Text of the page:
Acta Scientific Cancer Biology (ASCB) (ISSN: 2582-4473)

Commentary Volume 5 Issue 7

Networking Between Cell Biology, Genetics and Personalized Management: Focusing on Circulating Tumor Cells and D1853N Polymorphism

Parvin Mehdiour*

Department of Medical Genetics, School of Medicine, Tehran University of Medical Sciences, Tehran, Iran

*Corresponding Author: Department of Medical Genetics, School of Medicine, Tehran University of Medical Sciences, Tehran, Iran

Received: May 06, 2021; Published: June 05, 2021

Abstract

  Cells act as the bridges within the tissues’ territory, capable for initiating the cascade of events. Cancer is the platform of puzzles to be unmasked. There is available knowledge in cancer, but is required to be revised. However, restoration is a verbalizing item in cancer research. This commentary is aimed to highlight: 1) The protagonist and influence of “Cell Biology” and “Genetics” in the personalized cancer management, and 2) to provide the key and basic information for the clinicians who are interested in’ linking the insights’ in brief. In spite of the remarkable efforts by clinicians in cancer medicine, so far, the lack of comprehensive strategy towards cancer progression is noticeable. Bridging between Cell Biology and Genetics has an influential impact on cancer management including early detection and personalized approach in prognosis, prevention, and therapy. So, lets apply the multi-disciplinary movements in cancer managements by considering the bridging system between Cell Biology/Genetics/personalized clinical managements. Conclusively, a triangle of Single Cell, Molecular, and Pedigree-based approaches would manage the personalized strategy in cancer managements. In this regard, the application of circulating tumor cells (CTCs) for an early detection and the key impact of D1853N polymorphism in ATM gene, as a predisposing factor, are provided at a glance.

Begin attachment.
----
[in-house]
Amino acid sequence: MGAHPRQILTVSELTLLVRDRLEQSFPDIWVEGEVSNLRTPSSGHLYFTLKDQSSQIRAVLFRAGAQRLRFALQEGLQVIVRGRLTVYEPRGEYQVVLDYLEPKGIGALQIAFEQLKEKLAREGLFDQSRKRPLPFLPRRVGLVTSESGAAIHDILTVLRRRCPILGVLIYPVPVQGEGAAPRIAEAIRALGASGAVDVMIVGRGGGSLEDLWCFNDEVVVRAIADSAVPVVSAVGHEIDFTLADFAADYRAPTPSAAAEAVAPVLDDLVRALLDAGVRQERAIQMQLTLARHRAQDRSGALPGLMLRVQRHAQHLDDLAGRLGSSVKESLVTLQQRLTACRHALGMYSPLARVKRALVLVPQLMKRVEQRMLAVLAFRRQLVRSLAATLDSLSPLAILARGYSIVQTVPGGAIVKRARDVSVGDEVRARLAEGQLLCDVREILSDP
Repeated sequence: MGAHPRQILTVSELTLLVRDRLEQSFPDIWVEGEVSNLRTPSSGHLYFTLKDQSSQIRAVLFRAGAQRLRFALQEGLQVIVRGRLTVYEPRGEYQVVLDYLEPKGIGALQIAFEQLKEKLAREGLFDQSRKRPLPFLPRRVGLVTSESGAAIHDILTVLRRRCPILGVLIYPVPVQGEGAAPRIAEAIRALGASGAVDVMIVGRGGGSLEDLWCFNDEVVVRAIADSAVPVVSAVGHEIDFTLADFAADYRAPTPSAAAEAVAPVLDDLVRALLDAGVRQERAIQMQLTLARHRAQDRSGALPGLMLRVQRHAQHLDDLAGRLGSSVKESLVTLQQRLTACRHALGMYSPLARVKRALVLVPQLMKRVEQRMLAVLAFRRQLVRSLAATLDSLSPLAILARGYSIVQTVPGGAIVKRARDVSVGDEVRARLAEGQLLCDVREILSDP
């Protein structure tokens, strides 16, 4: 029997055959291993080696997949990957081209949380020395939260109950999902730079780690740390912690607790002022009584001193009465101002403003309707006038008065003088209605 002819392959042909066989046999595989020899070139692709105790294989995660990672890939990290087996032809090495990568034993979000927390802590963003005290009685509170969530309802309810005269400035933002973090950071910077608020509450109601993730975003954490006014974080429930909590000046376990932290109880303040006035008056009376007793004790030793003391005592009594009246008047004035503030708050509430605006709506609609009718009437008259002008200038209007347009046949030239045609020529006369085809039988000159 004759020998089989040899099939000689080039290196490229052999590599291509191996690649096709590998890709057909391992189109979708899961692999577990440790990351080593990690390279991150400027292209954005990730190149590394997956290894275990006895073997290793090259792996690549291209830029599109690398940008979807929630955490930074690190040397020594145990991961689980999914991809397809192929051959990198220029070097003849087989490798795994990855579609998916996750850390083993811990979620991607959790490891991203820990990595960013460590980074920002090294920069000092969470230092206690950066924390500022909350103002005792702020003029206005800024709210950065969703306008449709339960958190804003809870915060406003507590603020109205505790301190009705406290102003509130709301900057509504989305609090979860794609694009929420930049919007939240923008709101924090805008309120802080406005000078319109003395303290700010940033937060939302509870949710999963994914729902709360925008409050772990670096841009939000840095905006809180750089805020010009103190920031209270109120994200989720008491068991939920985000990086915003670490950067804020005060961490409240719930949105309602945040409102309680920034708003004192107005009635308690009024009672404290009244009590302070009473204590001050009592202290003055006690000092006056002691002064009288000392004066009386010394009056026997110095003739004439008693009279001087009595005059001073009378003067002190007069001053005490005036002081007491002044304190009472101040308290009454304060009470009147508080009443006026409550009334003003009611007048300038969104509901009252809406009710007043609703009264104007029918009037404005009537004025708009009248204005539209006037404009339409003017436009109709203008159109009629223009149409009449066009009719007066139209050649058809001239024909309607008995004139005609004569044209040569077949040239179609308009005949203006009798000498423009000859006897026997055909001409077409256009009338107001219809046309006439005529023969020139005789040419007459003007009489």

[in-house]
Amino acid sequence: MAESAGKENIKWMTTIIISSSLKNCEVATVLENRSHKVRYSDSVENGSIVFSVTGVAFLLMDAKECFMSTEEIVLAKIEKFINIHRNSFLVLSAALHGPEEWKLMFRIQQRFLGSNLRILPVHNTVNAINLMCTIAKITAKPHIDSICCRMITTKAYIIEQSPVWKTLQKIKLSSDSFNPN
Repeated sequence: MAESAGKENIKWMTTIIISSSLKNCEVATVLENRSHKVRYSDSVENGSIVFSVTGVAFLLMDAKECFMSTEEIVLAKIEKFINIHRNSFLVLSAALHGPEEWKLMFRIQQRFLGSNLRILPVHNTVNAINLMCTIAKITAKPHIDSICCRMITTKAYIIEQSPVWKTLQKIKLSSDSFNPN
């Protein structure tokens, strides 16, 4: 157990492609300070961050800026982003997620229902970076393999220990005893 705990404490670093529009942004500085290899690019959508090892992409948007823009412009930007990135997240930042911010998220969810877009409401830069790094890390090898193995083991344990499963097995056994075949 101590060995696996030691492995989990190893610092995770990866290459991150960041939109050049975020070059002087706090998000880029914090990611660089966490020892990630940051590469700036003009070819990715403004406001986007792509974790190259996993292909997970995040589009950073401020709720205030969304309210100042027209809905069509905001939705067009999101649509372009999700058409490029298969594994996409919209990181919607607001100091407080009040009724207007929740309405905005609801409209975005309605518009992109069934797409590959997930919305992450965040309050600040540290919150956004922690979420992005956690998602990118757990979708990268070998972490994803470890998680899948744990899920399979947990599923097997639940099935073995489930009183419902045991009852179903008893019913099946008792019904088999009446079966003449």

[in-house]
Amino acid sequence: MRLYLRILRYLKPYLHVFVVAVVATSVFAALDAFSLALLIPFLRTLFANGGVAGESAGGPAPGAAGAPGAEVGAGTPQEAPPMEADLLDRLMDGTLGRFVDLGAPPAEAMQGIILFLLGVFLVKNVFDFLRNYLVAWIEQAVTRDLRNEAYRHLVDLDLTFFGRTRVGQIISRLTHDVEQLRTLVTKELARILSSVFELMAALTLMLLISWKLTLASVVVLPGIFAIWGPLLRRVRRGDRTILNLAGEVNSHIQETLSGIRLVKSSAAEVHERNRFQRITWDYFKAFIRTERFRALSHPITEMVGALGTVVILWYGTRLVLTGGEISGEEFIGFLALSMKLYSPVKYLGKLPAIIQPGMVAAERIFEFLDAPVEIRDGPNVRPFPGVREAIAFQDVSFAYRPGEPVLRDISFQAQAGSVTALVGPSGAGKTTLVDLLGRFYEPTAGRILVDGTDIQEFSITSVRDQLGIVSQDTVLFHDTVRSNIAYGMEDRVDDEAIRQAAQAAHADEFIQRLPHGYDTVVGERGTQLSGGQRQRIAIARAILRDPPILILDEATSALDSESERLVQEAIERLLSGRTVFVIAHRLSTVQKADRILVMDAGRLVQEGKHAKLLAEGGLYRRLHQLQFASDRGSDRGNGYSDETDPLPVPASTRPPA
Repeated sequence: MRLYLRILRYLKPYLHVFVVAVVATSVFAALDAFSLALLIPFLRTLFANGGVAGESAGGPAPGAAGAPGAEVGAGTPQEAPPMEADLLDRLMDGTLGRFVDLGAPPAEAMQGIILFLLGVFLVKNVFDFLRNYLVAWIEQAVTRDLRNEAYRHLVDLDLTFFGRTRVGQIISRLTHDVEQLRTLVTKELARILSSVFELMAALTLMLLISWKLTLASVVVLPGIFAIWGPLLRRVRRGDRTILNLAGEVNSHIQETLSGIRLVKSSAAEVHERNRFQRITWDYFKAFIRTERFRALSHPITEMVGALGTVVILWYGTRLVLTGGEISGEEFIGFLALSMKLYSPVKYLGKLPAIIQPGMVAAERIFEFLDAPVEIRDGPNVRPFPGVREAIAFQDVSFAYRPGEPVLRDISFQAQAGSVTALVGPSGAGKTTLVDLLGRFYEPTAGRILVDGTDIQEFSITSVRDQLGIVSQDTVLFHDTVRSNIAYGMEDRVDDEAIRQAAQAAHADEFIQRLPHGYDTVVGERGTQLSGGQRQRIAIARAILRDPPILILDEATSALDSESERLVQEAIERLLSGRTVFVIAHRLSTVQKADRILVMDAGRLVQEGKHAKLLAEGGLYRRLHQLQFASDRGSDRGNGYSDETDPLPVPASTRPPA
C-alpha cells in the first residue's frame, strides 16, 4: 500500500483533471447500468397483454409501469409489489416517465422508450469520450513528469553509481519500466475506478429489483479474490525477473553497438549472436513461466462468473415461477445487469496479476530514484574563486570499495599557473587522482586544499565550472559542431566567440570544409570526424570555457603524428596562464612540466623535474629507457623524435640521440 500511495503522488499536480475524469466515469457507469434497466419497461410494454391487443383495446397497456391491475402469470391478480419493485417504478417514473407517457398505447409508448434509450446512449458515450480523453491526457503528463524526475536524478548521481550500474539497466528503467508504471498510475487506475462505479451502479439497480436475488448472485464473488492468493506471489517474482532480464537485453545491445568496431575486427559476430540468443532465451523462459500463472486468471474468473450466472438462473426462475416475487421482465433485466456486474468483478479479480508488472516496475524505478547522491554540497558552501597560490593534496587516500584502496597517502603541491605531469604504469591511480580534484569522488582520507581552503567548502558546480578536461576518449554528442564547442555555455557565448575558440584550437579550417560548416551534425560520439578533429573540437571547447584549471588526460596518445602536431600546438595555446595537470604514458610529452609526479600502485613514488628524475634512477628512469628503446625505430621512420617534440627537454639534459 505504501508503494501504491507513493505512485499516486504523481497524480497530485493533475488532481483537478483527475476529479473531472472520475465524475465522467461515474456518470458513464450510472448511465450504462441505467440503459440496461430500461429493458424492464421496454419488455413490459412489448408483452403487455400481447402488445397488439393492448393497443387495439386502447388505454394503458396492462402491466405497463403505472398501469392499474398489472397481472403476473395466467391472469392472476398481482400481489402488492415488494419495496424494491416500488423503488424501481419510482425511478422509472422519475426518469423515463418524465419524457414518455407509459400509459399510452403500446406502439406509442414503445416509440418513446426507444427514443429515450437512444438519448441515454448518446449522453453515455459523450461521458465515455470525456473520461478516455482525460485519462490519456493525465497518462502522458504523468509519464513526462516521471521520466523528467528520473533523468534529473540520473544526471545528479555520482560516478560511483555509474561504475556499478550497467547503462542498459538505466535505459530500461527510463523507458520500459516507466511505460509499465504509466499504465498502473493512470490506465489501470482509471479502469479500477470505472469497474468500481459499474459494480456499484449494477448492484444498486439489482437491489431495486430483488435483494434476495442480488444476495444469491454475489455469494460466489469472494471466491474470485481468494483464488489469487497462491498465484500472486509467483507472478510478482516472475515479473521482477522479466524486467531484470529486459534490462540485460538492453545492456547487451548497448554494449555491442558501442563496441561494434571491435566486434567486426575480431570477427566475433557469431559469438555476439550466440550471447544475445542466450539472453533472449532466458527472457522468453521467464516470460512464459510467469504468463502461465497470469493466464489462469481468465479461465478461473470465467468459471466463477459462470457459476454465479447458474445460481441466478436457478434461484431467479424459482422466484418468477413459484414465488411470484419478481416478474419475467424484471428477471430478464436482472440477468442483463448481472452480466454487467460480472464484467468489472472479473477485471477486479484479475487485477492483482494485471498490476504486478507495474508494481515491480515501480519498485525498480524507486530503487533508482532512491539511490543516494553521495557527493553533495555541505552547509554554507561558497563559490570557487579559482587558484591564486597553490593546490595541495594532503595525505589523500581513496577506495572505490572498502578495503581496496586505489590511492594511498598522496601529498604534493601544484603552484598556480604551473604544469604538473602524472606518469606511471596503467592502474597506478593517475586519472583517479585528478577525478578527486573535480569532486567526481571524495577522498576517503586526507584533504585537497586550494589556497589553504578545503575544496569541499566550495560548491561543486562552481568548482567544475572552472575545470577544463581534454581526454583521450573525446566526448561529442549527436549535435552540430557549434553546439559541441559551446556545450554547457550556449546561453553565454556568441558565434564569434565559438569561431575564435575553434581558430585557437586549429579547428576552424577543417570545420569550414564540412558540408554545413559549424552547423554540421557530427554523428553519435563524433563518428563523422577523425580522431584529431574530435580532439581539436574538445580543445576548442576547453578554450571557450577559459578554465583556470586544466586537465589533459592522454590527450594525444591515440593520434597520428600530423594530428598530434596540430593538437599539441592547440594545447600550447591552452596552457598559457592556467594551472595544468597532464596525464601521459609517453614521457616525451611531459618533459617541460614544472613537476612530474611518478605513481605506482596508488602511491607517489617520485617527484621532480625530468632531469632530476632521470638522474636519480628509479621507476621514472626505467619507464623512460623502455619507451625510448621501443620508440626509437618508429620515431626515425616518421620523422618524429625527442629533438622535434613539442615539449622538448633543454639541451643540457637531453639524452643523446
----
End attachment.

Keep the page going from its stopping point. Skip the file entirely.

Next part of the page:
Keywords: Cell Biology; Cancer Genetics; Early Detection; Personalized; CTCs; D1853N Polymorphism

Introduction

  Cancer philosophy may be considered as a harmonizing vision to achieve the complementary understanding in this arena. Classification of cancer is, mostly, relied on the limited categories, including the traditional aspects of Pathology, and Genetics in the clinic. However, cancer requires a wide spectrum of values which could be considered as a “Medical Globe” including combination of managements.

Cancer with a multifactorial manner, is linked to the biological, Psycho-Somatic, Genetic, and environmental diseases [1].

  The ataxia telangiectasia-mutated (ATM) is a member of the phosphatidylinositol 3-kinase -like family; which is located at chromosome 11q22-23; comprising 66 exons and is involved in cell-cycle checkpoints. This gene plays a key role in the repair of DNA double-strand breaks which was related to a variety of DNA-damaging agents including ionizing radiation [2,3]. It is reported that single nucleotide polymorphism D1853N of the ATM gene may increase the risk of breast cancer [4].

  By considering the single cell strategy, the adequate enumeration of the circulating tumor cells (CTCs) is the most applicable diagnostic platform in cancer – early detection and prevention. The most challenging objects include the lack of basic data on the migrated cells into the blood stream and the classified data for the personalized application of CTCs at the pedigree level. Furthermore, controlling the metastatic process in cancer requires a CTCs-based guideline. Besides, the complementary Information on CTCs would be the directive channel for the therapeutic application of anti-VEGF, EGF and CCL2 in different cancers.